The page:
e. a top insert, having a UV socket port there through, fixedly installed in the assembly of continuous polyvinyl chloride (PVC) piping at the point of mating of the 3¾ inch long PVC straight pipe to the 6 inch to 4 inch diameter PVC reducer to a 30 inch long 6 inch diameter PVC straight pipe which extends to above ground level and removably fitted with a 6 inch waterproof PVC cap, from which the UV lamp means extends downward, and
f. a means for monitoring the illumination of the UV lamp means remotely and for controlling the operation of the UV lamp means and septic tank system.
2. The means to reverse direction 180 degrees from the 24 inch long 4 inch PVC straight pipe inflow section to the 24 inch long 4 inch PVC straight pipe section of the vertical treatment chamber of
3. The power means and means to prevent inadvertent exposure of personnel maintaining the apparatus to UV radiation with resultant risk of blindness of
4. The means for monitoring the illumination of the UV lamp means remotely and controlling the operation of the UV lamp means and septic tank system of
5. The ultraviolet (UV) lamp means, emitting ozone free ultraviolet radiation in a wavelength range having a bactericidal effect, including a power means, a means to monitor and control the ultraviolet lamp and septic tank system operation, of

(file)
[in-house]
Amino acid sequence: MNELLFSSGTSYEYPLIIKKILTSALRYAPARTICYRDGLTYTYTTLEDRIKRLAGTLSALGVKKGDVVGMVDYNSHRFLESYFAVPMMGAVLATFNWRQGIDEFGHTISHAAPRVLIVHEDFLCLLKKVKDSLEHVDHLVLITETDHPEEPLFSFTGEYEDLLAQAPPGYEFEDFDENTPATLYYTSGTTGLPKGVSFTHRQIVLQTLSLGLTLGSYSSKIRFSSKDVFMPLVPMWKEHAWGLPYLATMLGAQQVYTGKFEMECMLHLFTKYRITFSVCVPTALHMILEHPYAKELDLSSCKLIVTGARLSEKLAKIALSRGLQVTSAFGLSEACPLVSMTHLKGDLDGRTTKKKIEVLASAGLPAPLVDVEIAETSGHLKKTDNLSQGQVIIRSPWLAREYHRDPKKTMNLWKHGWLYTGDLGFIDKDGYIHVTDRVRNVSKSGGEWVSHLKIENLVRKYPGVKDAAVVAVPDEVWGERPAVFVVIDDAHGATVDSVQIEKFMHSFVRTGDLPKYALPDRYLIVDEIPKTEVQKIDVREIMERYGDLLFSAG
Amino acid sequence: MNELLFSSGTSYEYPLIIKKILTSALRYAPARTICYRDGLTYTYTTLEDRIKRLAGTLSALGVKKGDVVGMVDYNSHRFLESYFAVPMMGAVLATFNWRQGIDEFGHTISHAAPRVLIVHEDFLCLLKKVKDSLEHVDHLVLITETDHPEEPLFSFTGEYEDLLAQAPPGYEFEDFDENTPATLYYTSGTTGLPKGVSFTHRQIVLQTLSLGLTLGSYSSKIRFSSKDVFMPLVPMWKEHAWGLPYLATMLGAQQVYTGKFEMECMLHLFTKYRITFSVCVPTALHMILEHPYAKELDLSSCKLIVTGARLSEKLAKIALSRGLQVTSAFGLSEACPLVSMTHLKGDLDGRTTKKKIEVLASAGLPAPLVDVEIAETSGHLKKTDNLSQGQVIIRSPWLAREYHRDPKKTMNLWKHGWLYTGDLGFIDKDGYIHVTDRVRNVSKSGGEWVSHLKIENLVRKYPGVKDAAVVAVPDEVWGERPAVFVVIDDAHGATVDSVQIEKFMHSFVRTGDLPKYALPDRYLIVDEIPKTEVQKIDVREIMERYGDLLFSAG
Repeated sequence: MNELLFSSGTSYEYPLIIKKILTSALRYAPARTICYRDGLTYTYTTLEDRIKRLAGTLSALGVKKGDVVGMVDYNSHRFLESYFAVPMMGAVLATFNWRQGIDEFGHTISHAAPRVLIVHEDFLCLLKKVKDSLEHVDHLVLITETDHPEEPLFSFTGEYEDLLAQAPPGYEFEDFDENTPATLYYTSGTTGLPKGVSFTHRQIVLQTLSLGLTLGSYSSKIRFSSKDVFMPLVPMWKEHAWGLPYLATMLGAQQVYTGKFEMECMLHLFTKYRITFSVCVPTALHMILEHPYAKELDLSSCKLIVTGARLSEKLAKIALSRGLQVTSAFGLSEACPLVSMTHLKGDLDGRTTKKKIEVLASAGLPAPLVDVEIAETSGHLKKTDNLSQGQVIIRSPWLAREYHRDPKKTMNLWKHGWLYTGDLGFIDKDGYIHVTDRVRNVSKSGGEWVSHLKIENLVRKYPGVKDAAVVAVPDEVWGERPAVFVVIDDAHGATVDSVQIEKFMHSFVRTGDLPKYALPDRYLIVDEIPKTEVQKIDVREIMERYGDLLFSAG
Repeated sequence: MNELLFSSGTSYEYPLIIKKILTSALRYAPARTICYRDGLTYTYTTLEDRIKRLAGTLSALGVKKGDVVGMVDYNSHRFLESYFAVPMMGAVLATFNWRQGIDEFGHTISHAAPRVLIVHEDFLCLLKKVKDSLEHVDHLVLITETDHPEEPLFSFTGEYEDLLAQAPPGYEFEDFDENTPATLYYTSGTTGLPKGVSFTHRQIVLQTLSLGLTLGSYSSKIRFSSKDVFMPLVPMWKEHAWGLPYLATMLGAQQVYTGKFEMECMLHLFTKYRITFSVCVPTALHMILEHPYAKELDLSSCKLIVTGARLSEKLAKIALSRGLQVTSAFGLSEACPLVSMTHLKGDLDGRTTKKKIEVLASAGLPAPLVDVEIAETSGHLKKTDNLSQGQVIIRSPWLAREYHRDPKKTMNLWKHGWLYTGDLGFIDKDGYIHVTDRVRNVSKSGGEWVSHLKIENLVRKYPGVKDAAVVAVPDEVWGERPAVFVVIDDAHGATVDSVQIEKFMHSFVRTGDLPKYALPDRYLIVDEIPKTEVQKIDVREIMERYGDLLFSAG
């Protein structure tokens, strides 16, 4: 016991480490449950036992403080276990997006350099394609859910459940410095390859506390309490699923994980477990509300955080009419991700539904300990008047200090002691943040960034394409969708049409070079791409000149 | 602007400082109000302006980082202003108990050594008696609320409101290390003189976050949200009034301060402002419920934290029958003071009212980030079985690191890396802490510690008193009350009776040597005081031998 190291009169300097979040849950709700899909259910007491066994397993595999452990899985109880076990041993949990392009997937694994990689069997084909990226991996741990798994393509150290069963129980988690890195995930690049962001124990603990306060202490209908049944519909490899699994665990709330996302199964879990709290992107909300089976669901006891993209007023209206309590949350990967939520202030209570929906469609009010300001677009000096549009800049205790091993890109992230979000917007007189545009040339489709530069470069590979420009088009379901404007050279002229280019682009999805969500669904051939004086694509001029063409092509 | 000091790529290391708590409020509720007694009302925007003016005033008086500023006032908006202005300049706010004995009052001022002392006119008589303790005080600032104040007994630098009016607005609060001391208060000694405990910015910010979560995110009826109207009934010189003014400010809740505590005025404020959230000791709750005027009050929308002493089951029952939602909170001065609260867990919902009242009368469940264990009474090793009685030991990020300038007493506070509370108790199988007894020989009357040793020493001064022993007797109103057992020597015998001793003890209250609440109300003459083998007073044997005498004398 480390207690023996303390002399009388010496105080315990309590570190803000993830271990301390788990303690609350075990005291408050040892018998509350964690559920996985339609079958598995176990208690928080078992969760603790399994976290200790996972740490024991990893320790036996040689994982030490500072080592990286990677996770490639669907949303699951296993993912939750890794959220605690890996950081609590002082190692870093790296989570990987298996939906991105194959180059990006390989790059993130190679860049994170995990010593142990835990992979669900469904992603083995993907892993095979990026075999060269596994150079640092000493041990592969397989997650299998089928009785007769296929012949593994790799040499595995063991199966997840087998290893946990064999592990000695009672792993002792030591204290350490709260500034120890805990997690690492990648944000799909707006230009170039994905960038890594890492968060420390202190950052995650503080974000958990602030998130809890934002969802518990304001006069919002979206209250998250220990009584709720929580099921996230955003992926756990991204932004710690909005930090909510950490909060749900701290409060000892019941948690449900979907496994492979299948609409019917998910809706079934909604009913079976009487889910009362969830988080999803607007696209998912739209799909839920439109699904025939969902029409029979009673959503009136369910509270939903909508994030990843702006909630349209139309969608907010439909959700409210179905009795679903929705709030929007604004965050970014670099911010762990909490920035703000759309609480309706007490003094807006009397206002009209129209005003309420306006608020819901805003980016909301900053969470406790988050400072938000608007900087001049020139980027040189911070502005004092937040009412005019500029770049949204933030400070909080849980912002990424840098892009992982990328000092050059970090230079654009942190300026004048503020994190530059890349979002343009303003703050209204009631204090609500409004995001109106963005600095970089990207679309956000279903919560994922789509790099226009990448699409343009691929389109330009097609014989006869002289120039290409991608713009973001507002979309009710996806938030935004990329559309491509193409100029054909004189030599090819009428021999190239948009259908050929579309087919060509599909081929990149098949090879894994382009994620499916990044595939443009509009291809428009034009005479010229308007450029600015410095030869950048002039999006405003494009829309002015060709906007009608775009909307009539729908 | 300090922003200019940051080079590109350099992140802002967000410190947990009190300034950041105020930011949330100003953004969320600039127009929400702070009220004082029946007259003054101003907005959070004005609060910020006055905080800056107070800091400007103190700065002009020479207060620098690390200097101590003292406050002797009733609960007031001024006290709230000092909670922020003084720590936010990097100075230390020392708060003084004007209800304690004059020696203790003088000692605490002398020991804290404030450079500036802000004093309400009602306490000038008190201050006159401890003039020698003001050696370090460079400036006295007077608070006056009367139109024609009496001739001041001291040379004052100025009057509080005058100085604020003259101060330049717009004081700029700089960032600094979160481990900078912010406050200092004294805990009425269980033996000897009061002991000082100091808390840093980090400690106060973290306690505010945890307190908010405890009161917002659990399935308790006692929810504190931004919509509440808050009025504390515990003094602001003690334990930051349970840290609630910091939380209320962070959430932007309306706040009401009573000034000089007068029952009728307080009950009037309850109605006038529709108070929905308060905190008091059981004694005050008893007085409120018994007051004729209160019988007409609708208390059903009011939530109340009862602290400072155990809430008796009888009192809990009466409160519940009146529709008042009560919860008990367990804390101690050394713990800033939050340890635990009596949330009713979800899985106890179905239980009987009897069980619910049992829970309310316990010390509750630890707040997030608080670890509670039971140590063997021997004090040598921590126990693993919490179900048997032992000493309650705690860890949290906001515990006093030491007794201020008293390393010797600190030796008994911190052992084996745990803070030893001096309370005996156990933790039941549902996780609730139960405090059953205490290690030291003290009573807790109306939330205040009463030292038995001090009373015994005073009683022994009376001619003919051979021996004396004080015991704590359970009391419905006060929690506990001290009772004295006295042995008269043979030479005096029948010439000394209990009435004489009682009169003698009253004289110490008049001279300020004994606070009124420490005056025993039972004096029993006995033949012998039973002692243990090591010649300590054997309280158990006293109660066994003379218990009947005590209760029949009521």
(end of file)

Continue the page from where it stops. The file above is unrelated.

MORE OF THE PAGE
6. The protective tube of
7. The vertical treatment chamber of
U.S. Pat. No. 6,296,775 B1 issued Oct. 2, 2001
Reference to a Sequence Listing, a table, or a computer program listing appendix submitted on a compact disc (see 37 CFR 1.52(e)(5)): NONE
(1) Field of the Invention
This invention relates generally to UV treatment of waste water from septic tank systems and more particularly to an improved means maximizing the effectiveness of the UV light, establishing safety protection for maintainers, and provision of remote control and monitoring the effectiveness of the process and method therefore.
(2) Description of Related Art including Information Disclosed under 37 CFR 1.97 and 1.98
It has been long established that wastewater from septic systems needed to be purified before passing it to the drain field. Originally, the effluent was treated by exposure to the air with various types of filtering, such as T. Carlson U.S. Pat. No. 5,738,781, Jowett et al U.S. Pat. No. 5,707,513, and Vandervelde U.S. Pat. No. 5,632,896. Various efforts at increasing the aerobic biodegradation process, such as agitation, R. E. Stuth U.S. Pat. No. 5,620,602, or ozonating the wastewater, J. LaRaus U.S. Pat. No. 4,250,040 were tried. Finally, chlorination was used to purify the waste water, which had to be de-chlorinated before discharge.